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NPS Opens New Bridge in Dyke Marsh

On May 19, 2024, National Park Service George Washington Memorial Parkway staff opened the rebuilt, 1,070-foot-long bridge 23 in Dyke Marsh, east of Tulane Drive.

ribbon cutting robert smith700
Ribbon-cutting ceremony.   Photo by Robert Smith

The bridge and its observation deck are one of the best places to observe marsh life, like narrow-leaf cattails (Typha angustifolia), spatterdock (Nuphar advena), red-winged blackbirds (Agelaius phoeniceus), great blue herons (Ardea herodias), dragonflies and other wetland vegetation and wildlife. In 2023, barn swallows (Hirundo rustica) built a nest under the bridge and raised young there. By May 26, 2024, there were four new barn swallow nests under the new bridge.

Next to the bridge, since 2015, FODM has treated 18 pumpkin ash trees (Fraxinus profunda) for the invasive emerald ash borer (Agrilus planipennis). The treatments appear to be successful.

In addition to FODMers attending the May 19 event, others were Congressman Don Beyer, GWMP Superintendent Charles Cuvelier and Mount Vernon Board of Supervisors member Dan Storck, members of the Friends of Mount Vernon Trail, some of the contractors who built the bridge and locals.

The NPS press release said, “The bridge was constructed using an innovative method to minimize the footprint of the project and to prevent harm to the underlying marsh ecosystem. Each bridge section was built individually, with construction equipment on top of the previously installed sections. To eliminate the need for construction equipment to drive over the marsh, new sections were then added from the top of the bridge, bypassing the standard approach of building up from the bottom. The project was partially funded through President Biden’s Bipartisan Infrastructure Law, and in partnership with the Federal Highway Administration.” You can read it here: https://www.nps.gov/gwmp/learn/news/national-park-service-announces-grand-reopening-of-bridge-23-on-the-mount-vernon-trail.htm .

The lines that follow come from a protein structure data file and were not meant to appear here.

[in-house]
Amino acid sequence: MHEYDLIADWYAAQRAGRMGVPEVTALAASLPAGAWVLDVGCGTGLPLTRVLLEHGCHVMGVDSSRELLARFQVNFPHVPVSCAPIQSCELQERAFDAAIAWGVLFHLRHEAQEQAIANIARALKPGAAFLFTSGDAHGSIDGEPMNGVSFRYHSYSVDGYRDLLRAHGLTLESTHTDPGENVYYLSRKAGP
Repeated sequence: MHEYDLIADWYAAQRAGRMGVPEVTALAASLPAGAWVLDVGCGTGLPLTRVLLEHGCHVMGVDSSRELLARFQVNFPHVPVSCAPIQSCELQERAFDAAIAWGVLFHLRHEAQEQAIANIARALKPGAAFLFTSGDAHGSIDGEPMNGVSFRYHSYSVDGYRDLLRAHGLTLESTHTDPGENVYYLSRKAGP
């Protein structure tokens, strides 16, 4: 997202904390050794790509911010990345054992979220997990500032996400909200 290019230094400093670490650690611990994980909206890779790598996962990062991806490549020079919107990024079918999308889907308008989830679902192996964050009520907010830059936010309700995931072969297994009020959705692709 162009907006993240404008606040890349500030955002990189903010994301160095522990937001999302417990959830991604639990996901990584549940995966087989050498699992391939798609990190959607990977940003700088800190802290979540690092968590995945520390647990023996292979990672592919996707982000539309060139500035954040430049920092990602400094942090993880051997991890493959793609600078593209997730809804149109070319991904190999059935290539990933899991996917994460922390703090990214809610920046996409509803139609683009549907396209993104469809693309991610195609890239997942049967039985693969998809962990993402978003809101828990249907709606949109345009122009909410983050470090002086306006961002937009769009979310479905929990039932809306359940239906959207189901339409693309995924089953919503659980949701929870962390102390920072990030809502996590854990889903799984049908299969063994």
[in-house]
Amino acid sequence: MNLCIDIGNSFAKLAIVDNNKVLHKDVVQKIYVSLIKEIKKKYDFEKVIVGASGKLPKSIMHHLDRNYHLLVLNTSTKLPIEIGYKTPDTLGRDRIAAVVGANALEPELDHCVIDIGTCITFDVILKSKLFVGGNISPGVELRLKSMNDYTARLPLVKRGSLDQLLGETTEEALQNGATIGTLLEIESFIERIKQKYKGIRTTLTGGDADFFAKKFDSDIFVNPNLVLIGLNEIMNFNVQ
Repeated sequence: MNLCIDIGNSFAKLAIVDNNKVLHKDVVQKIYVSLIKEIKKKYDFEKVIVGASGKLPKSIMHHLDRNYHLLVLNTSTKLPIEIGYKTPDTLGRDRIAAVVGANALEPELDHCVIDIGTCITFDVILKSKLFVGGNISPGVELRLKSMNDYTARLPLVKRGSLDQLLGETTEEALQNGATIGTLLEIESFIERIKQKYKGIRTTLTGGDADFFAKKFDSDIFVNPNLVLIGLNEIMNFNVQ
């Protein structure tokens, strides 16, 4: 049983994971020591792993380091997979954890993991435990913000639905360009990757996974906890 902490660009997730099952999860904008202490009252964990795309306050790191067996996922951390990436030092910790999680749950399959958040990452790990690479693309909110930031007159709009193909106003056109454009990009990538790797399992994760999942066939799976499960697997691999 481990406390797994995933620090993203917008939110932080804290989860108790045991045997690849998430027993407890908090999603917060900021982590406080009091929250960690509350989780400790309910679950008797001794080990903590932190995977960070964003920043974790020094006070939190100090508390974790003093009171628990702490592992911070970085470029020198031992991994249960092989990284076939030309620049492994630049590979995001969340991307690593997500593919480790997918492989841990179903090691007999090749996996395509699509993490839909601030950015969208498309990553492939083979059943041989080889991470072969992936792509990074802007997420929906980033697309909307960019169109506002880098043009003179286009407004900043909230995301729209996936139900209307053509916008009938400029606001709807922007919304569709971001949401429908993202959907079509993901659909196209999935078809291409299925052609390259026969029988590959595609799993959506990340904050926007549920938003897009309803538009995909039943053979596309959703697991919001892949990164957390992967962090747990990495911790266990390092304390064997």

FODM urged the Park Service to avoid construction during the spring breeding and fish spawning season and to not expand the paved trail and cause more harm to trees.

Congressman Don Beyer and GWMP Superintendent led the group from the Marina Road to the new bridge.
All photos by Glenda Booth
Bikers and walkers began to use the newly-opened bridge immediately.
Red-winged blackbirds were establishing territories in the cattails of the wetland near the bridge.
Many walkers use the bridge to observe marsh life, including spatterdock plants that have yellow, golf-ball- like flowers.
This year's narrow-leaf cattails were beginning to get their flowers which in the summer turn brown. 
Robert Smith with the Friends of Dyke Marsh (FODM) explained to Congressman Beyer that FODM has treated 18 pumpkin ash trees in the marsh that are at risk because of the invasive emerald ash borer. The treatments appear to be succeeding.
GWMP Superintendent Charles Cuvelier and Mount Vernon Supervisor Dan Storck with some of the Friends of the Mount Vernon Trail.


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